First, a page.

When people work together, they’re capable of generating remarkable results. But there are lots of assumptions you might be making — without even realizing it — that could be holding your colleagues back.
Read on to discover 4 questions to ask yourself and your team today. Each one will show you how to avoid an all-too-common business collaboration trap.
1. Do we have too many experts in the mix?
Strange as it may sound, having a lot of credentialed experts on your team could actually mean less collaboration — unless you proactively do something about it!
In their Harvard Business Review article “Eight Ways to Build Collaborative Teams,” authors Lynda Gratton and Tamara J. Erickson share the insights they acquired from analyzing survey results from more than 1,500 respondents.
Some of those insights are counterintuitive. While pulling together a group of experts sounds like a good idea, it turns out that it comes at a cost:
“We found that the greater the proportion of experts a team had, the more likely it was to disintegrate into nonproductive conflict or stalemate.”
But before you start shuffling your experts around, take heart. There are practices that help teams deal with this challenge and others — practices that “help teams overcome substantially the difficulties that were posed by size, long-distance communication, diversity, and specialization.”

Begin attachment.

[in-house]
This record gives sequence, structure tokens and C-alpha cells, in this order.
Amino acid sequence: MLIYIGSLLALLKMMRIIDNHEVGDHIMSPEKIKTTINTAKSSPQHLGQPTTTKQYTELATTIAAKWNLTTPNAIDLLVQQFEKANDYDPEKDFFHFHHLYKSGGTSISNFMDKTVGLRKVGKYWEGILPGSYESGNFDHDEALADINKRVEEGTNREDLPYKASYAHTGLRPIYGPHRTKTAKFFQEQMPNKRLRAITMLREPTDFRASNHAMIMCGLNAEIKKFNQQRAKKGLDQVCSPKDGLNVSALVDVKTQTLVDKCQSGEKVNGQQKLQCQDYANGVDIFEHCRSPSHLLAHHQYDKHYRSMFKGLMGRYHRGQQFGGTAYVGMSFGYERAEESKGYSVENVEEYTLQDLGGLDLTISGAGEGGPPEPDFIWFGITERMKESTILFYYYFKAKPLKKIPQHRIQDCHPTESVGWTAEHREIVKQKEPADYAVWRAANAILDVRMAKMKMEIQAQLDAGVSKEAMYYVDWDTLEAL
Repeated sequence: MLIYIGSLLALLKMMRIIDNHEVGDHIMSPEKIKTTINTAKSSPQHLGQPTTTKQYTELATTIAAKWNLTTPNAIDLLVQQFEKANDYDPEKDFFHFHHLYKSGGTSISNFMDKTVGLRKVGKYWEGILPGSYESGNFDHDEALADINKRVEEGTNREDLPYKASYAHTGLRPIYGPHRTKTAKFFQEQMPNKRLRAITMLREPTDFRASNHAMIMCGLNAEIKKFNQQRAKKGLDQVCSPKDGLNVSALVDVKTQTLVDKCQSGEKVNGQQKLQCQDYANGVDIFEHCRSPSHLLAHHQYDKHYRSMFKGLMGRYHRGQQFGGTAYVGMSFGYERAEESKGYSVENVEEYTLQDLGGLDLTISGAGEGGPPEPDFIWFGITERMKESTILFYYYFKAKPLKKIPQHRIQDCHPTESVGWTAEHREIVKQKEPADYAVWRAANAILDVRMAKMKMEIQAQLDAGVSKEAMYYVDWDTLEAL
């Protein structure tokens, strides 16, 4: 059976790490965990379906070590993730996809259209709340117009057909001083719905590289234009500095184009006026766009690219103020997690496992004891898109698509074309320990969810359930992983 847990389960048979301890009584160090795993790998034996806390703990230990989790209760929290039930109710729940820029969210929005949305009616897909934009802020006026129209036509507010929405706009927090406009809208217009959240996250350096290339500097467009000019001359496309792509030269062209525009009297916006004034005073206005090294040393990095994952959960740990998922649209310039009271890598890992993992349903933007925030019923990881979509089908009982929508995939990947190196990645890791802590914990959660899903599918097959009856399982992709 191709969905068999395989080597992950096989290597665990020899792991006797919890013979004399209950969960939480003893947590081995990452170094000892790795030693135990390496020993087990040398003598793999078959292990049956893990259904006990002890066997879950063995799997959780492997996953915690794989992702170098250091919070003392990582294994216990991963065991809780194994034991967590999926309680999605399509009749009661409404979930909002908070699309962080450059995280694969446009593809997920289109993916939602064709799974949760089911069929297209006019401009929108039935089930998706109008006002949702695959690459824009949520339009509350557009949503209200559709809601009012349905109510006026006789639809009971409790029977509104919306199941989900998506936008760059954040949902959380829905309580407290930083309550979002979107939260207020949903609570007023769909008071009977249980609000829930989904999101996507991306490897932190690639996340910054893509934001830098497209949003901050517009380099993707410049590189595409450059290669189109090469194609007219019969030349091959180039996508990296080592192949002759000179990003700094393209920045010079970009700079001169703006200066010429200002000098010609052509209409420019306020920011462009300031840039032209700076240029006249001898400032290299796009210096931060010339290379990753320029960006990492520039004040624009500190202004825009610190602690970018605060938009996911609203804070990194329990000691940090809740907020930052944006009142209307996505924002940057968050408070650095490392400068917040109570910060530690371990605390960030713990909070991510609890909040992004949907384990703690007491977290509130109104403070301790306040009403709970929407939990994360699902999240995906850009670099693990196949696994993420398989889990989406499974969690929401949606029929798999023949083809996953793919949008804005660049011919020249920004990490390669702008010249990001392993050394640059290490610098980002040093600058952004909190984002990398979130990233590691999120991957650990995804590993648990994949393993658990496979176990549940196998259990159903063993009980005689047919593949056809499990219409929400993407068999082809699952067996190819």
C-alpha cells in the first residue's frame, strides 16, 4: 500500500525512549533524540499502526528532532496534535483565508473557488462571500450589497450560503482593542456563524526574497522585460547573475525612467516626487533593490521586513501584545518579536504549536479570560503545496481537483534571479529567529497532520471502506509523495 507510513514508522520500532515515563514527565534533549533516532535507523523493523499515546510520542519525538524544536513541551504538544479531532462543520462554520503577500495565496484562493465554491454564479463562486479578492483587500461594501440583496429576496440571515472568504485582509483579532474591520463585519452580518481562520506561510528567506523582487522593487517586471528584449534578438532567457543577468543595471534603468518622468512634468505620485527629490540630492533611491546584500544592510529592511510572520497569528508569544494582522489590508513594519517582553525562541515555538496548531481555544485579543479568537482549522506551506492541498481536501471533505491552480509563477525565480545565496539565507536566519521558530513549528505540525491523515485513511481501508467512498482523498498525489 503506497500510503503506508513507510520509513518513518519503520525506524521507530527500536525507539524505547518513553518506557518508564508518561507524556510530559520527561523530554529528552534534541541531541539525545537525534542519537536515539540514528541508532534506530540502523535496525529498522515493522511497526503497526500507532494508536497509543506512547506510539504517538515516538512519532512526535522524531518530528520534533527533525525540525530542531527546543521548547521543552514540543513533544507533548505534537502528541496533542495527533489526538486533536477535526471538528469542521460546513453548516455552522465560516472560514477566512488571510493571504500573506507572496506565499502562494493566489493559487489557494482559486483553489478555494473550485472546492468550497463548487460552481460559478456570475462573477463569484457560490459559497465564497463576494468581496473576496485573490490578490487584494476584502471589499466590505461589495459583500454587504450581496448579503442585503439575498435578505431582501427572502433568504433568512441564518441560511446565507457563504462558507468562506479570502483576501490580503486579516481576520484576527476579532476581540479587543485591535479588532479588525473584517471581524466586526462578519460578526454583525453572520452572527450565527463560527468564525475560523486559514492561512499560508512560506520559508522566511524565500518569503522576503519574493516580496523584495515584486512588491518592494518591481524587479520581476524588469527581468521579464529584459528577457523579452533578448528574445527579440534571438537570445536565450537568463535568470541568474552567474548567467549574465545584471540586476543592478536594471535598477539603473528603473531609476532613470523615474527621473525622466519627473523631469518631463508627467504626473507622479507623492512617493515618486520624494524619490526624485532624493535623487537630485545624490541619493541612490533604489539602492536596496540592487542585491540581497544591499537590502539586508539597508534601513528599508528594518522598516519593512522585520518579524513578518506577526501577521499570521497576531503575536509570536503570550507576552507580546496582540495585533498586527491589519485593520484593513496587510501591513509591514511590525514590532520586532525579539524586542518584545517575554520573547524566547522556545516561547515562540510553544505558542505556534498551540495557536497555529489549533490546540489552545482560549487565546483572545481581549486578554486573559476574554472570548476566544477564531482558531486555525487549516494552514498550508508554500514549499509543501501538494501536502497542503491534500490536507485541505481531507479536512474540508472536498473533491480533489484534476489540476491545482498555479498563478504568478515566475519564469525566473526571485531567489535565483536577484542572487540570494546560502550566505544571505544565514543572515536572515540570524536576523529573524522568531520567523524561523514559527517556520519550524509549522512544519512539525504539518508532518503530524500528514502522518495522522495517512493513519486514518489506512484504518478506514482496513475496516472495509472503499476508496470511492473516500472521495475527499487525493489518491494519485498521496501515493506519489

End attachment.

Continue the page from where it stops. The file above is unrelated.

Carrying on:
These eight practices include modelling collaborative behavior and creating a culture of mentoring and coaching. “Building on heritage relationships” — or deliberately putting people who go back a long way on the same team — is another one of the eight.
While they endorse this last practice, the authors caution that putting too many friends on a team together can also impede collaboration:
“When a significant number of people within the team know one another, they tend to form strong subgroups….[W]hen that happens, the probability of conflict among the subgroups, which we call fault lines, increases.”
So too many experts, left unchecked, can decrease the effectiveness of business collaboration. But as you take measures to address that, it’s important to carefully oversee those practices as well.
2. Are my team members too quick to agree with each other?
Everyone gets along and agrees about everything — sounds great, right? Not so fast. Without some “creative abrasion,” you’re limiting how productive and innovative your collaboration will be.
In the book Collective Genius, authors Linda Hill, Greg Brandeau, Emily Truelove and Kent Lineback trace specific business cases related to innovation and collaboration and synthesize lessons learned (read an excerpt from Collective Genius here on the Redbooth blog). In the chapter on creative abrasion, they review a challenge faced by Pixar.
Two films — Up and a Cars short — needed access to the rendering technology at the same time. Normally this didn’t happen at Pixar, but a variety of unexpected factors had created this serious scheduling conflict.